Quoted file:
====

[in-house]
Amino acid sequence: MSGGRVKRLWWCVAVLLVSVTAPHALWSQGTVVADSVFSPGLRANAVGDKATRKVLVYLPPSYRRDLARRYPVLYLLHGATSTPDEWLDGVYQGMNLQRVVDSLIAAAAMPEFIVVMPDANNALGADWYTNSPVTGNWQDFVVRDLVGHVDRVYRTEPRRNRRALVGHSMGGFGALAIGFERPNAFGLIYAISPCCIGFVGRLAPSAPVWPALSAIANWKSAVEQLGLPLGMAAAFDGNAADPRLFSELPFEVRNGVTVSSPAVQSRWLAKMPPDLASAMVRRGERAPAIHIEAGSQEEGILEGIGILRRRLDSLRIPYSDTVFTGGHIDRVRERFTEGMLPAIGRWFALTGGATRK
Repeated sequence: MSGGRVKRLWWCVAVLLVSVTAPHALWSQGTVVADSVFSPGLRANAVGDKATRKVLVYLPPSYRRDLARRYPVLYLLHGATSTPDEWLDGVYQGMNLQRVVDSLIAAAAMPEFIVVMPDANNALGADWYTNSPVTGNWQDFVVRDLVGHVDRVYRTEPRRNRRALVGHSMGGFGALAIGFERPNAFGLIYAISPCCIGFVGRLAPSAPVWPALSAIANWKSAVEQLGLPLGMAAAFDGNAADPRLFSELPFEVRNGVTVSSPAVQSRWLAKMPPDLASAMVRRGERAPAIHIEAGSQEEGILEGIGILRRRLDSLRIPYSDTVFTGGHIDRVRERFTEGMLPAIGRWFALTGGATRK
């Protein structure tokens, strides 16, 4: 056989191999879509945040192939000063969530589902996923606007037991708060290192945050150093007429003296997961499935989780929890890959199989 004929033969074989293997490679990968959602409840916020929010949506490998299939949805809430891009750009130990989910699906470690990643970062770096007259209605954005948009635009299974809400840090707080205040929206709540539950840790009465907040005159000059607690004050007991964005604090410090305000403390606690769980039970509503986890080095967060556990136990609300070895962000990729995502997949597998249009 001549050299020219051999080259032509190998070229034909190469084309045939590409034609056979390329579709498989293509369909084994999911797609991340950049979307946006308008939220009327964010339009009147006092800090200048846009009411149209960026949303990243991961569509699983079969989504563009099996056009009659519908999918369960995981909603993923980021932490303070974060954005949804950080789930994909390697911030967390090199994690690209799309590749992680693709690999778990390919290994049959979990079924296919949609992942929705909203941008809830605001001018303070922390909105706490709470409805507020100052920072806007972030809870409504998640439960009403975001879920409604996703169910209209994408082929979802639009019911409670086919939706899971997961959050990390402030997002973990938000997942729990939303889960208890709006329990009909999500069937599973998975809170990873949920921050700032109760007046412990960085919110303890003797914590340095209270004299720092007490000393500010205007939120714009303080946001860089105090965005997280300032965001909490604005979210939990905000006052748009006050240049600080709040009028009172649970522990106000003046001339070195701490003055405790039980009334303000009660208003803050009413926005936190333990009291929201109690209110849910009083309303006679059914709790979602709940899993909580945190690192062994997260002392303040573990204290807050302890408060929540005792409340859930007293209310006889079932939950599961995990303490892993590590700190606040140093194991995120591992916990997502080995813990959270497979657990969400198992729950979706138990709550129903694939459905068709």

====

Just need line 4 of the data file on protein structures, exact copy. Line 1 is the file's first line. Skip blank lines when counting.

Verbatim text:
């Protein structure tokens, strides 16, 4: 056989191999879509945040192939000063969530589902996923606007037991708060290192945050150093007429003296997961499935989780929890890959199989 004929033969074989293997490679990968959602409840916020929010949506490998299939949805809430891009750009130990989910699906470690990643970062770096007259209605954005948009635009299974809400840090707080205040929206709540539950840790009465907040005159000059607690004050007991964005604090410090305000403390606690769980039970509503986890080095967060556990136990609300070895962000990729995502997949597998249009 001549050299020219051999080259032509190998070229034909190469084309045939590409034609056979390329579709498989293509369909084994999911797609991340950049979307946006308008939220009327964010339009009147006092800090200048846009009411149209960026949303990243991961569509699983079969989504563009099996056009009659519908999918369960995981909603993923980021932490303070974060954005949804950080789930994909390697911030967390090199994690690209799309590749992680693709690999778990390919290994049959979990079924296919949609992942929705909203941008809830605001001018303070922390909105706490709470409805507020100052920072806007972030809870409504998640439960009403975001879920409604996703169910209209994408082929979802639009019911409670086919939706899971997961959050990390402030997002973990938000997942729990939303889960208890709006329990009909999500069937599973998975809170990873949920921050700032109760007046412990960085919110303890003797914590340095209270004299720092007490000393500010205007939120714009303080946001860089105090965005997280300032965001909490604005979210939990905000006052748009006050240049600080709040009028009172649970522990106000003046001339070195701490003055405790039980009334303000009660208003803050009413926005936190333990009291929201109690209110849910009083309303006679059914709790979602709940899993909580945190690192062994997260002392303040573990204290807050302890408060929540005792409340859930007293209310006889079932939950599961995990303490892993590590700190606040140093194991995120591992916990997502080995813990959270497979657990969400198992729950979706138990709550129903694939459905068709």